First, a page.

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In between red light and blue light: New functionality of molecular light switches

Date:
October 20, 2014
Source:
Helmholtz Centre For Environmental Research - UFZ
Summary:
Diatoms play an important role in water quality and in the global climate. They generate about one fourth of the oxygen in the Earth’s atmosphere and perform around one-quarter of the global carbon dioxide assimilation, i.e. they convert carbon dioxide into organic substances. Their light receptors are a crucial factor in this process. Researchers have now discovered that blue and red light sensing photoreceptors control the carbon flow in these algae.
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Diatoms play an important role in water quality and in the global climate. They generate about one fourth of the oxygen in Earth's atmosphere and perform around one-quarter of the global CO2 assimilation, i.e. they convert carbon dioxide into organic substances. Their light receptors are a crucial factor in this process. Researchers at the Leipzig University and the Helmholtz Centre for Environmental Research have now discovered that blue and red light sensing photoreceptors control the carbon flow in these algae. These results have been recently published by the scientists in the journal PLOS ONE.

"Diatoms display a special way of reacting to light and adapting their metabolism to the changing light conditions in the water," says Prof. Dr. Christian Wilhelm, Head of the Plant Physiology Department at the Leipzig University. "For the first time, we have been able to show that the light receptors, which measure the intensity of the blue or red light, not only change the genetic transcription, but also directly control the activity of enzymes in the metabolism."

A rapid light change from blue light to red light and vice versa does not influence the photosynthesis output, but the metabolism is drastically reversed within 15 minutes. "This way, cells that have grown in red light, which continue to be cultivated in a blue light environment can still perform photosynthesis, but can no longer grow."

These "light switches" can be used to control the carbon flow in cells. The evidence for this was provided using the MetaPro metabolomic platform established at the Helmholtz Centre for Environmental Research. "This opens up new ways for the biotechnological control of cells," explains Christian Wilhelm.

The Leipzig-based algae experts in plant physiology at the Leipzig University,together with scientists from Karlsruhe and Bremen, also recently provided evidence that sunlight can be converted into pure natural gas in a highly efficient manner with the aid of microorganisms. In doing so, the metabolism of green algae is reversed.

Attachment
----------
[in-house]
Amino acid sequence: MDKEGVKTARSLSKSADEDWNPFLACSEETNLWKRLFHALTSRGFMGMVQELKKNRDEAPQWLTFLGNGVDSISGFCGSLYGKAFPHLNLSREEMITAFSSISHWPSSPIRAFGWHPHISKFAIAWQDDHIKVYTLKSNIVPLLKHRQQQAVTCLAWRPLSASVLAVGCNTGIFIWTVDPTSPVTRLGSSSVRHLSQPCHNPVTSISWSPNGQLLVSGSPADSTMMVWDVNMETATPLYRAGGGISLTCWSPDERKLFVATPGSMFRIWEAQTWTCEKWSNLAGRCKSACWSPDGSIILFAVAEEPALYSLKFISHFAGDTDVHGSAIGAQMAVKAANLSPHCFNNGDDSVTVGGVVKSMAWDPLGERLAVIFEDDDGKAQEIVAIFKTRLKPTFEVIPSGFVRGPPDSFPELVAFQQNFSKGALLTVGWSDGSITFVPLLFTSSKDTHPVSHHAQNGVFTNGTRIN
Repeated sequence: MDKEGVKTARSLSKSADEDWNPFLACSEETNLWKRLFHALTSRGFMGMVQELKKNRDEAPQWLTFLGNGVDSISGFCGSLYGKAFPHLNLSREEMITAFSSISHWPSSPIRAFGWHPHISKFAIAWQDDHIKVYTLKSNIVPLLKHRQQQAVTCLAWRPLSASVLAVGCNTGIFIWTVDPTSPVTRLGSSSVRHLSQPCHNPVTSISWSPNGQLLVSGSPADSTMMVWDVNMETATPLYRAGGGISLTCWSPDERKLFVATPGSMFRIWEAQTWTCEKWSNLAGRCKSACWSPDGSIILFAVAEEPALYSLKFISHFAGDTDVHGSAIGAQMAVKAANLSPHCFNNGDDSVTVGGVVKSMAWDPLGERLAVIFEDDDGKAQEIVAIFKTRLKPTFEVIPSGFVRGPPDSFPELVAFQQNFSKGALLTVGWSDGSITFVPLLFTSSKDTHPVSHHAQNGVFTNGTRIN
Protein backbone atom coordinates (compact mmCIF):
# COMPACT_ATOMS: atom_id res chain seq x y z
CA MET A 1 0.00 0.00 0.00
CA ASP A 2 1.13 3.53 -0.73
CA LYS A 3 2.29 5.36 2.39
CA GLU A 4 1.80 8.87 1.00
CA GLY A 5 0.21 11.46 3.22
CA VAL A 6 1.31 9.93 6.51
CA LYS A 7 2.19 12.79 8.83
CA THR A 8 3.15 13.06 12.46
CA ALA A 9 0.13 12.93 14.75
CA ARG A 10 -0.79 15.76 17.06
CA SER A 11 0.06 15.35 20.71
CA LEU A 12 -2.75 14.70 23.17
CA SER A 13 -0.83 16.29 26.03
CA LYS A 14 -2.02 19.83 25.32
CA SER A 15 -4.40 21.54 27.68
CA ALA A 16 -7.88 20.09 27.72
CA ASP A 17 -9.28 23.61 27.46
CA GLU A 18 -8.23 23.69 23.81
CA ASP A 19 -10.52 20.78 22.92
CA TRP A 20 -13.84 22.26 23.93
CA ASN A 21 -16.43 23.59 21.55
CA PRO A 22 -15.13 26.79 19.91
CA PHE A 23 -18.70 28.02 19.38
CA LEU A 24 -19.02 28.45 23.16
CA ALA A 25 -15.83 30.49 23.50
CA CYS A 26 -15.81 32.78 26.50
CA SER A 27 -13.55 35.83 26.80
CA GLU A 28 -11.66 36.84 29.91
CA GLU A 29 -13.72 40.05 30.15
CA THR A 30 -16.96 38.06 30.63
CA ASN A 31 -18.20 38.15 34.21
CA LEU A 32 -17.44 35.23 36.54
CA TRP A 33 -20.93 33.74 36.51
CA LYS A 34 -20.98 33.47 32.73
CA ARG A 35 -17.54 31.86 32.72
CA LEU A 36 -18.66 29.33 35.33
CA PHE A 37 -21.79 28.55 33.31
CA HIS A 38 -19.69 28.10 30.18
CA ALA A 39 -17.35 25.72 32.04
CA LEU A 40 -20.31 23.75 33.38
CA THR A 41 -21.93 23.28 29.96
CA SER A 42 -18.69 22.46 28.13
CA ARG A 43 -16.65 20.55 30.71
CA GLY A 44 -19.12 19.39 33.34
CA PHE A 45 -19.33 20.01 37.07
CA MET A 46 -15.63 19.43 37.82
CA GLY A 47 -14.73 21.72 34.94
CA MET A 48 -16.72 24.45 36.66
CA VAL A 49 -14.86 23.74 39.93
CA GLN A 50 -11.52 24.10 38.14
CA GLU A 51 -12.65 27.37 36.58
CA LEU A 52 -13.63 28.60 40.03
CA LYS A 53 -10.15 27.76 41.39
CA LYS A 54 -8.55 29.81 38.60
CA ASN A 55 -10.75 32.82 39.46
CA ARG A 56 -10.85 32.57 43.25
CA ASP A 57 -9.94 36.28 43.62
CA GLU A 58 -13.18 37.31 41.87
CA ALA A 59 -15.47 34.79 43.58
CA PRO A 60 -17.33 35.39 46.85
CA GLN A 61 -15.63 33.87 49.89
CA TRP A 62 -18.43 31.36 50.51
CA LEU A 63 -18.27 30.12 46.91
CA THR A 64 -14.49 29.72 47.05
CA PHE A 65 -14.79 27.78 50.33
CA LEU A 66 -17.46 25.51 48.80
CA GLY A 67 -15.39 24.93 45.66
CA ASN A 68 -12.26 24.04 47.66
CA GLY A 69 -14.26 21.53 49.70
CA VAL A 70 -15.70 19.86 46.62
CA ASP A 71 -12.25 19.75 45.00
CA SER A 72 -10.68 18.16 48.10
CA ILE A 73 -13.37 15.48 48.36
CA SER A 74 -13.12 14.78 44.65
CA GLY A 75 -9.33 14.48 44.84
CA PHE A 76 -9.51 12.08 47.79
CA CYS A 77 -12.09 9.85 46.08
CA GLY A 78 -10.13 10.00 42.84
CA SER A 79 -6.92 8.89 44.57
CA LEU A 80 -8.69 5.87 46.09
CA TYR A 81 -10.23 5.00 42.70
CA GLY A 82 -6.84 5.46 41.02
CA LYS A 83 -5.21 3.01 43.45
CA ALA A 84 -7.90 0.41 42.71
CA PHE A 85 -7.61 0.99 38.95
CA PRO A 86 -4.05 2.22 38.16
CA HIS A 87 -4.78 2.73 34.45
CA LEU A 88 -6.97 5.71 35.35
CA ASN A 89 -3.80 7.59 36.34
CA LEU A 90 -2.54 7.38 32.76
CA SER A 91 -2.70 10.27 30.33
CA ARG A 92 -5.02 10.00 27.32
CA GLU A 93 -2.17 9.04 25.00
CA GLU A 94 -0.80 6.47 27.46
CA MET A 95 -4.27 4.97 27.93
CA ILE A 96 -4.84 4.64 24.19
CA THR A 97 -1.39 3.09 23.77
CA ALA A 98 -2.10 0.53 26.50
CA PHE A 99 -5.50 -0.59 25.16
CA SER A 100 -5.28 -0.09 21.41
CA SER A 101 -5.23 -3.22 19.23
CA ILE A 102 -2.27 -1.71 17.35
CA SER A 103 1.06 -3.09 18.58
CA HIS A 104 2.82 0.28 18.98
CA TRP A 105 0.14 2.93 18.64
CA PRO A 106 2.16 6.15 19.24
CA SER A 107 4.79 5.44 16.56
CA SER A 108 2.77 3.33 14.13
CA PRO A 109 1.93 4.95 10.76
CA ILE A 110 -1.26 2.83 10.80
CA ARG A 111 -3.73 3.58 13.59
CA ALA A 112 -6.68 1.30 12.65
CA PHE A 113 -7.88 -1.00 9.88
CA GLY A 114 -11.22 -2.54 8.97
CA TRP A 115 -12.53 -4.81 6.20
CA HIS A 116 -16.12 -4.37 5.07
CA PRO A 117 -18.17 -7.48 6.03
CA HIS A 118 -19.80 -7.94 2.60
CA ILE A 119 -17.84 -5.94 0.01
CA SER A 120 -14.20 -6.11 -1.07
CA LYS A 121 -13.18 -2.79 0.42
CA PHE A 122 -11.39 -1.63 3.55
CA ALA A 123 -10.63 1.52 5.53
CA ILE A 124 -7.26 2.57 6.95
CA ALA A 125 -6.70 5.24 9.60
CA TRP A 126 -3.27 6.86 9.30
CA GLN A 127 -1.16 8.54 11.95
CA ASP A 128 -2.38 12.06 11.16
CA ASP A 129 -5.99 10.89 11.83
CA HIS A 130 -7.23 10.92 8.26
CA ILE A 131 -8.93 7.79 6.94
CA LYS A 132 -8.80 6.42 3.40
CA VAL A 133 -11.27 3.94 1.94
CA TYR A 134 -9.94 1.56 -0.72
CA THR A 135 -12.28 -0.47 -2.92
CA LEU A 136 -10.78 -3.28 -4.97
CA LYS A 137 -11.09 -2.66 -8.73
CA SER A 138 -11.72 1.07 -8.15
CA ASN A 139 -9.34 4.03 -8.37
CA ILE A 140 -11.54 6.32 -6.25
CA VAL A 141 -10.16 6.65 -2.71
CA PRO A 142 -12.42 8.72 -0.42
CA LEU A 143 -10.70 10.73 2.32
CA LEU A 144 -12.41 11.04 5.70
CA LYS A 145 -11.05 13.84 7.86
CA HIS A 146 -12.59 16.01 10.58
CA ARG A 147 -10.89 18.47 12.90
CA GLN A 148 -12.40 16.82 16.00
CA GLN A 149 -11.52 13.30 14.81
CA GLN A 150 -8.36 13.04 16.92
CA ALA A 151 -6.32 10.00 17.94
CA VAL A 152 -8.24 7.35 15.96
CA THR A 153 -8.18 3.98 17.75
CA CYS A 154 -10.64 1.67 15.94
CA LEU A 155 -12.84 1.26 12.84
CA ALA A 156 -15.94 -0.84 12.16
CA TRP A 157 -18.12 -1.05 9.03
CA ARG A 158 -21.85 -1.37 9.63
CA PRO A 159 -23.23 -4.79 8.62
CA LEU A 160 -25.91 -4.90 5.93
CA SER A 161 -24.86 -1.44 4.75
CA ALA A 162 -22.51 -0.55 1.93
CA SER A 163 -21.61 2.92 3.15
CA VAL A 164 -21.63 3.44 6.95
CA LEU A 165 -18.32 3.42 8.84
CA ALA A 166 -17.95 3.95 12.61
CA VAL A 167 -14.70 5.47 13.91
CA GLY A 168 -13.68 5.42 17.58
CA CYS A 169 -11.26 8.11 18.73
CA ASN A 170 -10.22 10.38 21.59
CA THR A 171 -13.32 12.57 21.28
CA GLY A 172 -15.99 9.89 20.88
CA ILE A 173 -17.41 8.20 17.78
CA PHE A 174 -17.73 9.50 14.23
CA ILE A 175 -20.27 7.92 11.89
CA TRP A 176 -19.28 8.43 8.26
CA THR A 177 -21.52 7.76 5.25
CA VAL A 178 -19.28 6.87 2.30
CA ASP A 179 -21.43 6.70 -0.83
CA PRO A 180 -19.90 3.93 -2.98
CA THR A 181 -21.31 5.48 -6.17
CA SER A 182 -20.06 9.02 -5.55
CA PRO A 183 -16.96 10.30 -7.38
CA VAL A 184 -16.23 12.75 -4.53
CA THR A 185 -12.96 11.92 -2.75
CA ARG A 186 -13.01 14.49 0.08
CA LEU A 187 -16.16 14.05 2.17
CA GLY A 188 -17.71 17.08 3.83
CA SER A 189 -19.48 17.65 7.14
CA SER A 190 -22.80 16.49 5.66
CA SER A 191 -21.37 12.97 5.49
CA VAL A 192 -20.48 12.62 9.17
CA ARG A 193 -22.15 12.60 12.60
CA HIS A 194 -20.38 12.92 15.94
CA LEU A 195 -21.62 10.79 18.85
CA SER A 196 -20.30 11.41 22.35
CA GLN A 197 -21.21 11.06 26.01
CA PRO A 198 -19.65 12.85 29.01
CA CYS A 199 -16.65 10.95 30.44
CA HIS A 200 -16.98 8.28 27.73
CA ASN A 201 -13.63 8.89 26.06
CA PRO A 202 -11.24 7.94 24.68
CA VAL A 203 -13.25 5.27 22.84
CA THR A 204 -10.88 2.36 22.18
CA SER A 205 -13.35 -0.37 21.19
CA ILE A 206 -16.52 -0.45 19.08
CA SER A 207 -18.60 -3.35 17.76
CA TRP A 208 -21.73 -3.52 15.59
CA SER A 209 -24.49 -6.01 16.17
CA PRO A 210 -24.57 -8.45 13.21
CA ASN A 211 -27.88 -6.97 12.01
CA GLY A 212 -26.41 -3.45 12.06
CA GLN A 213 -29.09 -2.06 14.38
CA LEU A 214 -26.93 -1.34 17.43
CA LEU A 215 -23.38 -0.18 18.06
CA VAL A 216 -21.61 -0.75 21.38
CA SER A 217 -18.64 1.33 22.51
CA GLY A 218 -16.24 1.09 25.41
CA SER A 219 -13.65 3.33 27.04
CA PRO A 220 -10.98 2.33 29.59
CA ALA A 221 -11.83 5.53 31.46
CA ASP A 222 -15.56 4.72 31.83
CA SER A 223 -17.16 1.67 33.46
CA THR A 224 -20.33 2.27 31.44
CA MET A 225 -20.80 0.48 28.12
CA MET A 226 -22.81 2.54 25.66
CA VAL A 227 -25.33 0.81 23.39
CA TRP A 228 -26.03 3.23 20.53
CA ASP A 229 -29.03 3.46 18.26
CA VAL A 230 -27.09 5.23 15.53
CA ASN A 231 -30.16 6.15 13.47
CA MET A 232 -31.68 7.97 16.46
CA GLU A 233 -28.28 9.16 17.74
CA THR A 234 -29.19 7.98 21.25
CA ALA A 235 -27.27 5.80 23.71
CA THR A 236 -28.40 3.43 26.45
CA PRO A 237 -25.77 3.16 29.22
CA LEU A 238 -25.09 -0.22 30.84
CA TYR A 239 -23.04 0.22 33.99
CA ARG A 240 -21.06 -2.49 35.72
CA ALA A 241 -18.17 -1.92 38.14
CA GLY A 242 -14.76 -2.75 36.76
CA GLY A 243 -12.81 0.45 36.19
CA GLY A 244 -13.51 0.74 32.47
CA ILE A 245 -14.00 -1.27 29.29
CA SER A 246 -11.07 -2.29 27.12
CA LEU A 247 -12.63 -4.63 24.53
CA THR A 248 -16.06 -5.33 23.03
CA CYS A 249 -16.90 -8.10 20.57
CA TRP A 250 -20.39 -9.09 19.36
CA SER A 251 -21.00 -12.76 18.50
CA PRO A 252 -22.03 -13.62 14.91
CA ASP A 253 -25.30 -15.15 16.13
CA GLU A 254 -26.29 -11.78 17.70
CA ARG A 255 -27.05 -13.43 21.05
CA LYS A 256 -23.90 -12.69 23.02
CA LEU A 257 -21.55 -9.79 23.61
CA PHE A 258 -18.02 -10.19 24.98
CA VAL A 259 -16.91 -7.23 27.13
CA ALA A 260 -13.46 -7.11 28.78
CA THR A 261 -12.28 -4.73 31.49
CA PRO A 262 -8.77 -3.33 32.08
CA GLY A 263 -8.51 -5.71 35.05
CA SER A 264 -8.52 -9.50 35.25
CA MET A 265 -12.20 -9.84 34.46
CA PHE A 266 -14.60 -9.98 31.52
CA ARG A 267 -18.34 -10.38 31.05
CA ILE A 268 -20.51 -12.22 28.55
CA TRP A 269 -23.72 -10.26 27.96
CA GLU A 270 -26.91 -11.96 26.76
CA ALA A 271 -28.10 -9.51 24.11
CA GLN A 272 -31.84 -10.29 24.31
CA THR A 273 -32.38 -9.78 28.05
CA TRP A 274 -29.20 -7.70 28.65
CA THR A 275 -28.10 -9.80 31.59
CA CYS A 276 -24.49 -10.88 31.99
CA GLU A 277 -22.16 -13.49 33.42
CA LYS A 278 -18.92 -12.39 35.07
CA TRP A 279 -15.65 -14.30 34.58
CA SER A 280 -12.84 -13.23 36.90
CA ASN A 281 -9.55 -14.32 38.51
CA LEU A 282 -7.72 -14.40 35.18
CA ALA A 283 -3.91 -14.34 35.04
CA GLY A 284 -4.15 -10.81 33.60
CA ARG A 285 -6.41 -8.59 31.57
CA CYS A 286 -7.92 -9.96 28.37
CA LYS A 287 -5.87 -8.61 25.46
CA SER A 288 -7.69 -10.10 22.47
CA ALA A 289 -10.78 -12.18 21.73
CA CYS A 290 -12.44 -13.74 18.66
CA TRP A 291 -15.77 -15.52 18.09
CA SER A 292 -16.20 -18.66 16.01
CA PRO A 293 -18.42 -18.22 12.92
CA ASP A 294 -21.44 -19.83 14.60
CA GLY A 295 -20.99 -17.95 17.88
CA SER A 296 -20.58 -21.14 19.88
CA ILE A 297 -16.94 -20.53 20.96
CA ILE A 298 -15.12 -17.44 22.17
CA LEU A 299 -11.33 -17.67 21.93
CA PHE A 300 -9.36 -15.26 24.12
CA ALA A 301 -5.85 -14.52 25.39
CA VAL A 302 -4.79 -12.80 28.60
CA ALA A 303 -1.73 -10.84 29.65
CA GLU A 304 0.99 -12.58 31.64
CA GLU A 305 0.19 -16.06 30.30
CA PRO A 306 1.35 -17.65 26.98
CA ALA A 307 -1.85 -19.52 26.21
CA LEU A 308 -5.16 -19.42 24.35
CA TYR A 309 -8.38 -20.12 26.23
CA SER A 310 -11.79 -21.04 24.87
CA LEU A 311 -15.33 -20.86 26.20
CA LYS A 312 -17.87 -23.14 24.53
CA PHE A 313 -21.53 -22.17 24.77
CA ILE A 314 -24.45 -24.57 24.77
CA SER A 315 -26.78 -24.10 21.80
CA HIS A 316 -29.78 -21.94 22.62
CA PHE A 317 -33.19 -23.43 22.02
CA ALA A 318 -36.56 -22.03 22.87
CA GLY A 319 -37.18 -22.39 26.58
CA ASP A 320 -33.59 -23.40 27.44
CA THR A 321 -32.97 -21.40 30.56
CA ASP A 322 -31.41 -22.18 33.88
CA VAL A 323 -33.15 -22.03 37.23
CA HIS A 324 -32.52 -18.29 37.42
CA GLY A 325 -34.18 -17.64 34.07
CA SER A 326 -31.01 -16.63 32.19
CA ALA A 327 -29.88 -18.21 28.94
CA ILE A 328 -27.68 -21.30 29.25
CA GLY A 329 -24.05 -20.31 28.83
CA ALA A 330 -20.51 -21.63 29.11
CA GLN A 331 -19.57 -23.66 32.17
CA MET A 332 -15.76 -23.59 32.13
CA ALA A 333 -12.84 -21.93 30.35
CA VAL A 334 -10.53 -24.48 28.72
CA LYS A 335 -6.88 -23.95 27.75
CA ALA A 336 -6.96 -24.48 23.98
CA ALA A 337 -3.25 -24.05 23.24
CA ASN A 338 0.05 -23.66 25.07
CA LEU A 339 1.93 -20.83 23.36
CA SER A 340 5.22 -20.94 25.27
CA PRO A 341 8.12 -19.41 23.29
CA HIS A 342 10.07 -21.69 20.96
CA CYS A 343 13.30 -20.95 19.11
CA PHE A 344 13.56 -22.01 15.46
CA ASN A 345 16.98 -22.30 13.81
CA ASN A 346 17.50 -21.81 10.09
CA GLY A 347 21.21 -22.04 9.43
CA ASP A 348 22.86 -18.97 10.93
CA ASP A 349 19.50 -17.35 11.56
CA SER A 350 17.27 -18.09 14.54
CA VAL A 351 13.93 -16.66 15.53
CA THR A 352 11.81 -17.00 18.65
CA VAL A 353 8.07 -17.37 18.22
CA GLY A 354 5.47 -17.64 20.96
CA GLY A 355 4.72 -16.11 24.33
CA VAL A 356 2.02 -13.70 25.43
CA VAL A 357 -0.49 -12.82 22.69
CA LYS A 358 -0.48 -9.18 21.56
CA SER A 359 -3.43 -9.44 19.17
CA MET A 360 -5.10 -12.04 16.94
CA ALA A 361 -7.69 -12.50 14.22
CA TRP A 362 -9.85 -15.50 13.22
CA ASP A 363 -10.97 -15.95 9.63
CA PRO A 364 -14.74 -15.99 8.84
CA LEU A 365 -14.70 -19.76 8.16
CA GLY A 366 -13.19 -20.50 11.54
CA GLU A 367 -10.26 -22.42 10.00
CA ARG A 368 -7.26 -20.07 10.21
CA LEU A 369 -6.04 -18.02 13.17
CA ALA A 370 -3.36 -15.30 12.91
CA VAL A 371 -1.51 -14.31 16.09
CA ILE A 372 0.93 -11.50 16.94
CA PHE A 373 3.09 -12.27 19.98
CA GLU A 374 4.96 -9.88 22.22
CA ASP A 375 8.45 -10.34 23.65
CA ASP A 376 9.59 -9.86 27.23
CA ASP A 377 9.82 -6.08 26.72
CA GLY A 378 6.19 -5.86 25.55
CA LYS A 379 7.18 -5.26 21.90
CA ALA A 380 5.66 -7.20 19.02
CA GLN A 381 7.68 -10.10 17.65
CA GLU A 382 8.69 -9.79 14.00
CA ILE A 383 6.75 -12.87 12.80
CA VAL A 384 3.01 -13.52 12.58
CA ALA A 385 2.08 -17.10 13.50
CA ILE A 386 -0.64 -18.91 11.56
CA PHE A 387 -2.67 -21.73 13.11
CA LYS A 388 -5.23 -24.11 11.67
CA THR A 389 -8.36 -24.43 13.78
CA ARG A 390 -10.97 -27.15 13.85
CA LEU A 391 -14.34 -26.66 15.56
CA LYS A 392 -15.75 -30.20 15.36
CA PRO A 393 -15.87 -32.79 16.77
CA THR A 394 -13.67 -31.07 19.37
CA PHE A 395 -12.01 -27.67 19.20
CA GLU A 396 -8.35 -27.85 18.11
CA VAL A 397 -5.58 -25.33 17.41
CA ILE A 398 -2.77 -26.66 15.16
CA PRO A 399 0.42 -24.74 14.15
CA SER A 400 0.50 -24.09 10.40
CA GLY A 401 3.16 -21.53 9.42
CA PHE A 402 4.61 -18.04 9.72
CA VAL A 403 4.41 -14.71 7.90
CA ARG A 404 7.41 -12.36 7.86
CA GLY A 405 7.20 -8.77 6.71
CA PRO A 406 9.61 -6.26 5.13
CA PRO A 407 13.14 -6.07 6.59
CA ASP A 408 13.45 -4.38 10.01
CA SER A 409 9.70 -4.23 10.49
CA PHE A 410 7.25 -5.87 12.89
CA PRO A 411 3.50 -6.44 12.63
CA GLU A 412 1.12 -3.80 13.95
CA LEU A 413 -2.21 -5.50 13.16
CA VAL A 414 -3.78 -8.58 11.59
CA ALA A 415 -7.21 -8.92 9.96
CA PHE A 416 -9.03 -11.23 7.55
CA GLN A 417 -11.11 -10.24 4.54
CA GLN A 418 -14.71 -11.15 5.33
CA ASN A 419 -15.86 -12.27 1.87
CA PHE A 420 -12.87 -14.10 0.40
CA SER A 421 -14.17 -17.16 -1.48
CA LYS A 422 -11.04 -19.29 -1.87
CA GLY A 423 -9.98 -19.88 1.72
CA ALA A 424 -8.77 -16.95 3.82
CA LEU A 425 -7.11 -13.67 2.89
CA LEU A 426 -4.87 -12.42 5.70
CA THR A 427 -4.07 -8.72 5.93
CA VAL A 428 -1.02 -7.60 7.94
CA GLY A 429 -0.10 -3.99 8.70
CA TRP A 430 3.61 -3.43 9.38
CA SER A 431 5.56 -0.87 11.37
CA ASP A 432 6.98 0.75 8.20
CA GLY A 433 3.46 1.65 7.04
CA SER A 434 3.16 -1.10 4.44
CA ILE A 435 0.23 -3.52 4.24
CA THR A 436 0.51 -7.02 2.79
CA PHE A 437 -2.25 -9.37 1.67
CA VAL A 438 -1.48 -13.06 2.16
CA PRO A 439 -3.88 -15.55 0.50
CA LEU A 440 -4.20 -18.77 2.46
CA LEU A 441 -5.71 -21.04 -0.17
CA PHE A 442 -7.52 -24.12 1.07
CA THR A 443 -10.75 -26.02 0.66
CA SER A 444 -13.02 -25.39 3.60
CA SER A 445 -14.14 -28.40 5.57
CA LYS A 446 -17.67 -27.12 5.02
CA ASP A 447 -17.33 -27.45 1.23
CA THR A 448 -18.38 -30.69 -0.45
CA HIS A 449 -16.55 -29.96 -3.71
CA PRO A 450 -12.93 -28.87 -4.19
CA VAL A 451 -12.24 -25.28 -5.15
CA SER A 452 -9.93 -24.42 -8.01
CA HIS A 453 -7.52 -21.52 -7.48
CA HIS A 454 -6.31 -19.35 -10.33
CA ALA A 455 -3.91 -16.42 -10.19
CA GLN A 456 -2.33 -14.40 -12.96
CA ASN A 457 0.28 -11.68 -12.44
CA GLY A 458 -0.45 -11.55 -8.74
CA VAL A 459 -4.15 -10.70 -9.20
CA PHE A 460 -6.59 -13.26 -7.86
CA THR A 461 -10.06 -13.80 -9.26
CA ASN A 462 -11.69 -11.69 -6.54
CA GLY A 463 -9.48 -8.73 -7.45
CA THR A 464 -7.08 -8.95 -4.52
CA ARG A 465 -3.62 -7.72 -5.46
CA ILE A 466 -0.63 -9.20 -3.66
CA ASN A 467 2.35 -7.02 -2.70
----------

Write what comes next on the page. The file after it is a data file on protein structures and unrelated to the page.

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Materials provided by Helmholtz Centre For Environmental Research - UFZ. Note: Content may be edited for style and length.


Journal References:

  1. Anne Jungandreas, Benjamin Schellenberger Costa, Torsten Jakob, Martin von Bergen, Sven Baumann, Christian Wilhelm. The Acclimation of Phaeodactylum tricornutum to Blue and Red Light Does Not Influence the Photosynthetic Light Reaction but Strongly Disturbs the Carbon Allocation Pattern. PLoS ONE, 2014; 9 (8): e99727 DOI: 10.1371/journal.pone.0099727
  2. Anja Günther, Torsten Jakob, Reimund Goss, Swetlana König, Daniel Spindler, Norbert Räbiger, Saskia John, Susanne Heithoff, Mark Fresewinkel, Clemens Posten, Christian Wilhelm. Methane production from glycolate excreting algae as a new concept in the production of biofuels. Bioresource Technology, 2012; 121: 454 DOI: 10.1016/j.biortech.2012.06.120

Cite This Page:

Helmholtz Centre For Environmental Research - UFZ. "In between red light and blue light: New functionality of molecular light switches." ScienceDaily. ScienceDaily, 20 October 2014. <www.sciencedaily.com/releases/2014/10/141020090019.htm>.
Helmholtz Centre For Environmental Research - UFZ. (2014, October 20). In between red light and blue light: New functionality of molecular light switches. ScienceDaily. Retrieved June 15, 2024 from www.sciencedaily.com/releases/2014/10/141020090019.htm
Helmholtz Centre For Environmental Research - UFZ. "In between red light and blue light: New functionality of molecular light switches." ScienceDaily. www.sciencedaily.com/releases/2014/10/141020090019.htm (accessed June 15, 2024).

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